8. 8. Alternative Forms of Business Organization <ul><li>Sole proprietorship – 73% of firms, but only 7% of sales revenue </li></ul><ul><li>Partnership – 7% of firms, 5% of sales </li></ul><ul><li>Corporation – 20% of firms, but 88% of sales revenue. </li></ul>
  9. 9. Financial Goals of the Corporation <ul><li>The primary financial goal is shareholder wealth maximization, which translates to maximizing stock price. </li></ul><ul><ul><li>Do firms have any responsibilities to society at large? </li></ul></ul><ul><ul><li>Is stock price maximization good or bad for society? </li></ul></ul><ul><ul><li>Should firms behave ethically? </li></ul></ul>
  10. 10. Factors that affect stock price <ul><li>Projected cash flows to shareholders </li></ul><ul><li>Timing of the cash flow stream </li></ul><ul><li>Riskiness of the cash flows </li></ul>
  11. 11. Stock Prices and Intrinsic Value <ul><li>In equilibrium, a stock’s price should equal its “true” or intrinsic value. </li></ul><ul><li>To the extent that investor perceptions are incorrect, a stock’s price in the short run may deviate from its intrinsic value. </li></ul><ul><li>Ideally, managers should avoid actions that reduce intrinsic value, even if those decisions increase the stock price in the short run. </li></ul>
  12. 12. Determinants of Intrinsic Value and Stock Prices (Figure 1-1)
  13. 13. Some Important Trends <ul><li>Recent corporate scandals have reinforced the importance of business ethics, and have spurred additional regulations and corporate oversight. </li></ul><ul><li>The effects of changing information technology have had a profound effect on all aspects of business finance. </li></ul><ul><li>The continued globalization of business. </li></ul>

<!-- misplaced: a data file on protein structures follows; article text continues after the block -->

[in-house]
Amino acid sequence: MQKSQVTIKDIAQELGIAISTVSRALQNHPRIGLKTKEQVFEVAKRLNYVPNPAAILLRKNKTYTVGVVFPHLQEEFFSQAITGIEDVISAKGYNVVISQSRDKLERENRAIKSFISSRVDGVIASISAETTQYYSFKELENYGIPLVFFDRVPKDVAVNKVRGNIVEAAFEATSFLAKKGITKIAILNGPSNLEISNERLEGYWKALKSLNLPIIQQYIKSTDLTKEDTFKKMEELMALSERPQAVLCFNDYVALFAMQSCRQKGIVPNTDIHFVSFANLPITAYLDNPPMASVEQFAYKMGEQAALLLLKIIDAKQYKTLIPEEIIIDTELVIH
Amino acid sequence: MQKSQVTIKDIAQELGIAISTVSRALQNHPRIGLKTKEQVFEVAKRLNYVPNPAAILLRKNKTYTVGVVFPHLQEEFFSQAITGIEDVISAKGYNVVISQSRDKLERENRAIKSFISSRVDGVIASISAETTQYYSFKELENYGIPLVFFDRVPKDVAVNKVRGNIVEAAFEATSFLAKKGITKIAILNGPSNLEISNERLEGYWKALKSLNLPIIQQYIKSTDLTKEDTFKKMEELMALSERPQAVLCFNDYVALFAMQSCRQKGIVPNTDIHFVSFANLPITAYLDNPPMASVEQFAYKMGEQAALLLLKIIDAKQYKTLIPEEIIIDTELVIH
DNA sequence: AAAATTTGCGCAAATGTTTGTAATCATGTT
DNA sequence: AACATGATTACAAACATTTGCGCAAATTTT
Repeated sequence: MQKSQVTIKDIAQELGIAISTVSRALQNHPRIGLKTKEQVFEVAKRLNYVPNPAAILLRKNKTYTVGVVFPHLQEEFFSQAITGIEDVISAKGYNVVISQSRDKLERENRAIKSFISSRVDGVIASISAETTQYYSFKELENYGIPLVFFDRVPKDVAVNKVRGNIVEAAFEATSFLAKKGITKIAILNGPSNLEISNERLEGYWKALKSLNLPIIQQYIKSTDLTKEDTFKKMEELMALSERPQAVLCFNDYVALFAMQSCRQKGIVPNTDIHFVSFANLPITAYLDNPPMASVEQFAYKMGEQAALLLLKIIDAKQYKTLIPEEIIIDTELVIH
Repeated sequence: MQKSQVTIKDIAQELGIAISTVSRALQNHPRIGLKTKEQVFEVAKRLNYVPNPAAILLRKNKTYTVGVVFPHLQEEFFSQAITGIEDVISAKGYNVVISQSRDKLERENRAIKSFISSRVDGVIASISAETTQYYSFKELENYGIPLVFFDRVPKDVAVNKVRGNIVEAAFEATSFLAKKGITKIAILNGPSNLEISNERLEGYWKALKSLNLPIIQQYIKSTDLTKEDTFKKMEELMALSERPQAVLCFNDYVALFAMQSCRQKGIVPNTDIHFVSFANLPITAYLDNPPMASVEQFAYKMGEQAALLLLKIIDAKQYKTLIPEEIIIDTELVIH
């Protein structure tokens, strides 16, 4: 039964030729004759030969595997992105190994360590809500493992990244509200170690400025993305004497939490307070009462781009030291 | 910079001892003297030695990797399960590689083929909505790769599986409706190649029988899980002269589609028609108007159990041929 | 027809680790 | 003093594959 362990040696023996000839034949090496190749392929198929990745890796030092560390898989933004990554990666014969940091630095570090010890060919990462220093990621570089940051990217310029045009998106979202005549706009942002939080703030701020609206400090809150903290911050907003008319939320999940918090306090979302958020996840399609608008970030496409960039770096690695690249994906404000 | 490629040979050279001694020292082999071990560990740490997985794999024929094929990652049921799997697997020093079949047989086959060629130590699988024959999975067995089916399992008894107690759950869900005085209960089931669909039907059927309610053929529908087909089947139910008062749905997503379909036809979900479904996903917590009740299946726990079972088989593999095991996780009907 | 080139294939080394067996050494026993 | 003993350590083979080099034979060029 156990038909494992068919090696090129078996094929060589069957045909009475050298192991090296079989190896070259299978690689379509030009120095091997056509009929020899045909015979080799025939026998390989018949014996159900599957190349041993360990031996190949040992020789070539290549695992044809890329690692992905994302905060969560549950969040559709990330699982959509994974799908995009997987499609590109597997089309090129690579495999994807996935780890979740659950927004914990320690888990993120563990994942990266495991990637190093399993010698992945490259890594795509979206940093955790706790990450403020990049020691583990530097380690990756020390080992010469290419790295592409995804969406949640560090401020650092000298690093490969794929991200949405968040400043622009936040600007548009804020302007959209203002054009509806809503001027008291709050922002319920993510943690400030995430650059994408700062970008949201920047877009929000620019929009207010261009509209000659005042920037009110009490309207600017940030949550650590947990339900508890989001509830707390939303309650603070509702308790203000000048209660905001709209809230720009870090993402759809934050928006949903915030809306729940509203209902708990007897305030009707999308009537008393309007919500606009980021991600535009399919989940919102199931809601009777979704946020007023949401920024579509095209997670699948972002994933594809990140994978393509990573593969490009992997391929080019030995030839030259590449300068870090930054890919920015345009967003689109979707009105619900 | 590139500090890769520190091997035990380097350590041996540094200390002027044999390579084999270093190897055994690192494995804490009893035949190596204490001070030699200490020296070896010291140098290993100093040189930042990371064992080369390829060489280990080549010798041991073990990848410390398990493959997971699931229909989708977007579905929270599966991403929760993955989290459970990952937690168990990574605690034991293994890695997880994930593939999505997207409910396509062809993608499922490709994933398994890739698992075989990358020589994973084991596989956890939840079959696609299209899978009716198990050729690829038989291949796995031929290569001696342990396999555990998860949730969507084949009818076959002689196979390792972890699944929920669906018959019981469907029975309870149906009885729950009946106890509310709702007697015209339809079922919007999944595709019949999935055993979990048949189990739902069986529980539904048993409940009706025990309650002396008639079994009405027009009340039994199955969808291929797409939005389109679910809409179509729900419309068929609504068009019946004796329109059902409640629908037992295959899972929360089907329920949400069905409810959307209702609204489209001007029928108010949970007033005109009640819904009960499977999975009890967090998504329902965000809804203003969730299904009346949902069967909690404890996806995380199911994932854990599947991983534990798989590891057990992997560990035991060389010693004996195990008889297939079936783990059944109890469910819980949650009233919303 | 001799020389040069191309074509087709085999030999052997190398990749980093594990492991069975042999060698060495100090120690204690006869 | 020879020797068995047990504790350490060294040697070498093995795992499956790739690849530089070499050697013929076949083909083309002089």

14. 14. Financial Management Issues of the New Millennium <ul><li>The effect of changing technology </li></ul><ul><li>The globalization of business </li></ul><ul><li>1. Improvements in communications and transportation – lower transactions cost </li></ul><ul><li>2. Increased power of consumers – more choice, consumer sovereignty </li></ul><ul><li>3. Increased cost of developing new products – global markets spread fixed costs over more units </li></ul><ul><li>4. MNCs must be able to shift production globally to take advantage of cost efficiencies. </li></ul>
  15. 15. Percentage of Revenue and Net Income from Overseas Operations for 10 Well-Known Corporations, 2001 Company % of Revenue from overseas % of Net Income from overseas Coca-Cola 60.8 35.9 Exxon Mobil 69.4 60.2 General Electric 32.6 25.2 General Motors 26.1 60.6 IBM 57.9 48.4 JP Morgan Chase & Co. 35.5 51.7 McDonald’s 63.1 61.7 Merck 18.3 58.1 3M 52.9 47.0 Sears, Roebuck 10.5 7.8
  16. 16. Conflicts Between Managers and Stockholders <ul><li>Managers are naturally inclined to act in their own best interests (which are not always the same as the interest of stockholders). </li></ul><ul><li>But the following factors affect managerial behavior: </li></ul><ul><ul><li>Managerial compensation plans </li></ul></ul><ul><ul><li>Direct intervention by shareholders </li></ul></ul><ul><ul><li>The threat of firing </li></ul></ul><ul><ul><li>The threat of takeover </li></ul></ul>
  17. 17. Responsibility of the Financial Staff <ul><li>Maximize stock value by: </li></ul><ul><ul><li>Forecasting and planning </li></ul></ul><ul><ul><li>Investment and financing decisions </li></ul></ul><ul><ul><li>Coordination and control </li></ul></ul><ul><ul><li>Transactions in the financial markets </li></ul></ul><ul><ul><li>Managing risk </li></ul></ul>